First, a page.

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Continuous controversy about radiation oncologists' choice of treatment regimens for bone metastases: should we blame doctors, cancer-related features, or design of previous clinical studies?

Nieder C, Pawinski A, Dalhaug A - Radiat Oncol (2013)

Bottom Line: Recent studies from Italy, Japan and Norway have confirmed previous reports, which found that a large variety of palliative radiotherapy regimens are used for painful bone metastases.Routine use of single fraction treatment might or might not be the preferred institutional approach.We identify open questions and provide research suggestions, which might contribute to making radiation oncology practitioners more confident in selecting the right treatment for the right patient.

View Article: PubMed Central - HTML - PubMed

Affiliation: Department of Oncology and Palliative Medicine, Nordland Hospital, Bodø, 8092, Norway. carsten.nieder@nlsh.no

ABSTRACT
Recent studies from Italy, Japan and Norway have confirmed previous reports, which found that a large variety of palliative radiotherapy regimens are used for painful bone metastases. Routine use of single fraction treatment might or might not be the preferred institutional approach. It is not entirely clear why inter-physician and inter-institution differences continue to persist despite numerous randomized trials, meta-analyses and guidelines, which recommend against more costly and inconvenient multi-fraction regimens delivering total doses of 30 Gy or more in a large number of clinical scenarios. In the present mini-review we discuss the questions of whether doctors are ignoring evidence-based medicine or whether we need additional studies targeting specifically those patient populations where recent surveys identified inconsistent treatment recommendations, e.g. because of challenging disease extent. We identify open questions and provide research suggestions, which might contribute to making radiation oncology practitioners more confident in selecting the right treatment for the right patient.

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Related in: MedlinePlus

Computed tomography scan in a patient with squamous cell lung cancer (no EGFR mutation, known lung metastases) and uncomplicated bone pain (no neurological complaints), extra-osseous extension and spinal canal invasion present: treated with 3 Gy x10.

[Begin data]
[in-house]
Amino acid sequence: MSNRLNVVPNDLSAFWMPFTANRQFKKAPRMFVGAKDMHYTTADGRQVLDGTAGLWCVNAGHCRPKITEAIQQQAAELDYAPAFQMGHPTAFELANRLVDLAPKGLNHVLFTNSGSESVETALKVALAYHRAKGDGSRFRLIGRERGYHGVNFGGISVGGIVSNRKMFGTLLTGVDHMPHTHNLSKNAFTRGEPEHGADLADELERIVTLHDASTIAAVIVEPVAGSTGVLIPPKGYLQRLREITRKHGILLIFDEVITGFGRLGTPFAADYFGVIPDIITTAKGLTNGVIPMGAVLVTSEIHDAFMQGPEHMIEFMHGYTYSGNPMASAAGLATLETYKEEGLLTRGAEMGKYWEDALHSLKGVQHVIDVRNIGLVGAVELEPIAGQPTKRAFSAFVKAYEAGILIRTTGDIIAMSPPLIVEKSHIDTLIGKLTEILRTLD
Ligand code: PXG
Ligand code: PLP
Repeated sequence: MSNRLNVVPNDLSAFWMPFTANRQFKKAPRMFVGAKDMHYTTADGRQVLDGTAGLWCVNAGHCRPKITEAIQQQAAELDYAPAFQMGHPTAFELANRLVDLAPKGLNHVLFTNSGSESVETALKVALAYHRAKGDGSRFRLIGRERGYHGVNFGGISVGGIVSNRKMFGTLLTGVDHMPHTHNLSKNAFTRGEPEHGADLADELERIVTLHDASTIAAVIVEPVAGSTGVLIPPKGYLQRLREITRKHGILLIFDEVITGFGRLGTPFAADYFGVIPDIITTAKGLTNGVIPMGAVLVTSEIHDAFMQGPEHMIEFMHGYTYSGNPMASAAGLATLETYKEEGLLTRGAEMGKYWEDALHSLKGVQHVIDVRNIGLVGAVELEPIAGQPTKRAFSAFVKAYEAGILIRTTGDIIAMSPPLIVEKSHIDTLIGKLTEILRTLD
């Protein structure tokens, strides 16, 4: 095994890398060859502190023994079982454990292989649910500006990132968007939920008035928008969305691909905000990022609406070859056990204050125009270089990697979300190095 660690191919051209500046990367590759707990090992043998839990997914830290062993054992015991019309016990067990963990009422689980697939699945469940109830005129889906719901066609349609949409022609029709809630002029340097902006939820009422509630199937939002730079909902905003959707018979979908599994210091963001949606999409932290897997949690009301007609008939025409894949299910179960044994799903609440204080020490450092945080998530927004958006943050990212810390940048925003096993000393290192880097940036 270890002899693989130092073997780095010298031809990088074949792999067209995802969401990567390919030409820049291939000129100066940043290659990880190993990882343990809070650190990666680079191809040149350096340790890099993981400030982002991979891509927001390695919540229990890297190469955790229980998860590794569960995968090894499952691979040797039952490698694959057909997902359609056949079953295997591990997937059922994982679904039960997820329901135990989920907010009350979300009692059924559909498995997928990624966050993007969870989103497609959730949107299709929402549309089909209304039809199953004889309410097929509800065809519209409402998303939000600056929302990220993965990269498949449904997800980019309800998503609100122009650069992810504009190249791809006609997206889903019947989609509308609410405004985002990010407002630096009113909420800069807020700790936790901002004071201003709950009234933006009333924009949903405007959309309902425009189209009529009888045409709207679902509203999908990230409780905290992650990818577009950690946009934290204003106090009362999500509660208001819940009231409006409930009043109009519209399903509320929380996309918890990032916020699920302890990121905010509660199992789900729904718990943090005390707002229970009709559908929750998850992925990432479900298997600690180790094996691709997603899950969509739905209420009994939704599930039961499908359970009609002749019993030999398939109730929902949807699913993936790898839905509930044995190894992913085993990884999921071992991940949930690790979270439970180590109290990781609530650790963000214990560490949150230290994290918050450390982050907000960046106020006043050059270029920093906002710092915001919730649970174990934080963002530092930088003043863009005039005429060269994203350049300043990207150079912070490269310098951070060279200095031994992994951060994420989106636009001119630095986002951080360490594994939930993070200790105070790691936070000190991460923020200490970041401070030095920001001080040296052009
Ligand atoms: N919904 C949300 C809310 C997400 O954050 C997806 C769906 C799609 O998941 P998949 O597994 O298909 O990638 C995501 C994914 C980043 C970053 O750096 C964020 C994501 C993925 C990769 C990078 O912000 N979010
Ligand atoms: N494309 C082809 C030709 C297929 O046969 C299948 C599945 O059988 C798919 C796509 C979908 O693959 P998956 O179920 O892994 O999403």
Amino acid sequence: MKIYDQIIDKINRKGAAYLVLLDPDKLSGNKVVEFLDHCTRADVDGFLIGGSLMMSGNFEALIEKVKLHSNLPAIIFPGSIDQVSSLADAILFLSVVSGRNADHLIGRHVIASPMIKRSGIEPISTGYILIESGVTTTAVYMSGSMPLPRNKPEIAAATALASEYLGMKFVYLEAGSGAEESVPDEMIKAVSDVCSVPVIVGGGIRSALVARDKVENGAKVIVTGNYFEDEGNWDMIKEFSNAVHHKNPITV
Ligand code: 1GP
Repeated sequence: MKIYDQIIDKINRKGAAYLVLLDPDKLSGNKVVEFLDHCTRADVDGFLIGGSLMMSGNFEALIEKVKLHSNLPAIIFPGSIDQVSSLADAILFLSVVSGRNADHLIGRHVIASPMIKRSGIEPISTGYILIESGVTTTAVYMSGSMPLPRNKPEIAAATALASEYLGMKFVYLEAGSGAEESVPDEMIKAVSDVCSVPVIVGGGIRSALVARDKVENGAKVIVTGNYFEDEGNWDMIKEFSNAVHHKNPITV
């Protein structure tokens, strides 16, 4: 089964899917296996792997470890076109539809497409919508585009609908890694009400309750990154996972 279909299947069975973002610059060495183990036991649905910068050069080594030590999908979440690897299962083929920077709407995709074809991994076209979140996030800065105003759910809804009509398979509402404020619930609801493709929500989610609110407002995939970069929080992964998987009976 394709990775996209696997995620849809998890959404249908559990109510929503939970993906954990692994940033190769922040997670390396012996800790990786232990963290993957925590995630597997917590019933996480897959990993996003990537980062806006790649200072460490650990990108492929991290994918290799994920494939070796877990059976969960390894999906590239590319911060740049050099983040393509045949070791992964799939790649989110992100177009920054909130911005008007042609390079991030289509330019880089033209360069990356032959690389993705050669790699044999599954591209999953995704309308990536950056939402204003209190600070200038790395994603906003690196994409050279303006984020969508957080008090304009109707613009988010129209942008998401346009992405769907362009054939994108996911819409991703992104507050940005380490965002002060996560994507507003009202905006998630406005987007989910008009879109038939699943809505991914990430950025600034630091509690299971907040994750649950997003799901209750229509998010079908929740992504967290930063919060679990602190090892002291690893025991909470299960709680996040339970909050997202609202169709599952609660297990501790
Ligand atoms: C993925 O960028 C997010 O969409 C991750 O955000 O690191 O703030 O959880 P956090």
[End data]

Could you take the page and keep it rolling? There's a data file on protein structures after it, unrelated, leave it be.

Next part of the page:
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Figure 4: Computed tomography scan in a patient with squamous cell lung cancer (no EGFR mutation, known lung metastases) and uncomplicated bone pain (no neurological complaints), extra-osseous extension and spinal canal invasion present: treated with 3 Gy x10.

Mentions: Figures 1, 2, 3 and 4 show the broad variation of local disease extent, another factor considered by many physicians. Most likely, more radiation oncologists might be reluctant to use single fraction radiotherapy in examples 3 and 4 (large volume disease and/or threat to spinal cord) especially if the patients' survival expectation is not limited to 2–3 months, they are ambulatory and in good general condition. The randomized trials have not specifically addressed patient populations with large volume disease, which consist of some patients with uncomplicated bone pain (bone lesions not causing neurological complaints and without a high risk of pathological fracture) and some patients with impending fracture or spinal cord compression. For reasons including but not limited to medico-legal issues no uniform international threshold for definition of impending spinal cord compression or increased fracture risk exists. Performing retrospective analyses of older randomized trials that identify such challenging patients is difficult and methodologically inferior to conducting trials limited to narrowly defined patient groups and including all relevant endpoints. Future trials could also shed light on other interesting questions many practitioners are struggling with: does the higher biologically effective dose of more intense regimens truly provide more extensive tumor remission and/or superior local control (remember that pain relief is not clearly related to pre-treatment or longitudinal imaging findings) and if so, do serial imaging findings eventually translate into clinically measurable benefit? At the end of the day we care for patients with limited survival expectation and complex disease states, which impair quality of life at different levels. Can we achieve the same outcome by reirradiating those patients who do not experience long-lasting benefit after their first course of radiotherapy?